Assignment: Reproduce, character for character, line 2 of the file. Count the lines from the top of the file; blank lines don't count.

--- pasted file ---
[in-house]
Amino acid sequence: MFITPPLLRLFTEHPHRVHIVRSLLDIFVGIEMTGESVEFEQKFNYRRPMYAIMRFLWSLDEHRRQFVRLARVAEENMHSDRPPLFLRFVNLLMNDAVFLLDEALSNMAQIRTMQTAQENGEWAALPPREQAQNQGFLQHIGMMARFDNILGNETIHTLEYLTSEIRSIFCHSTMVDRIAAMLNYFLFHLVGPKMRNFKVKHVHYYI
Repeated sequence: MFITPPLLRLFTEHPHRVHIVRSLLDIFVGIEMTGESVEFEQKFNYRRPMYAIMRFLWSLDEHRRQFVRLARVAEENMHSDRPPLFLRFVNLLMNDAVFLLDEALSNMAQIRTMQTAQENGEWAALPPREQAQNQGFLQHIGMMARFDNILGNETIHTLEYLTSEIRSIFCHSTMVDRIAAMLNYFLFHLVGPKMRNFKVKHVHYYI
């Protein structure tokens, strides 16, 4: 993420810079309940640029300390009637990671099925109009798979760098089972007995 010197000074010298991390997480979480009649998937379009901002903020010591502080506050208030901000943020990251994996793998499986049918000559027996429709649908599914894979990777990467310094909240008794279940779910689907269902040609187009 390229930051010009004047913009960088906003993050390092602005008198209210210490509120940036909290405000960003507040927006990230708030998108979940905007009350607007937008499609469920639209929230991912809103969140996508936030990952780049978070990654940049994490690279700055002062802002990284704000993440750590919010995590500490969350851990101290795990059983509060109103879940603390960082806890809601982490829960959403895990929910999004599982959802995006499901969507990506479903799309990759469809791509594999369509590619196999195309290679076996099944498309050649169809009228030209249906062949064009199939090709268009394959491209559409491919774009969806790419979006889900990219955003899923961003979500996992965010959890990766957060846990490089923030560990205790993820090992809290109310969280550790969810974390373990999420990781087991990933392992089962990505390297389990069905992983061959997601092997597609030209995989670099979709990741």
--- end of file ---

Amino acid sequence: MFITPPLLRLFTEHPHRVHIVRSLLDIFVGIEMTGESVEFEQKFNYRRPMYAIMRFLWSLDEHRRQFVRLARVAEENMHSDRPPLFLRFVNLLMNDAVFLLDEALSNMAQIRTMQTAQENGEWAALPPREQAQNQGFLQHIGMMARFDNILGNETIHTLEYLTSEIRSIFCHSTMVDRIAAMLNYFLFHLVGPKMRNFKVKHVHYYI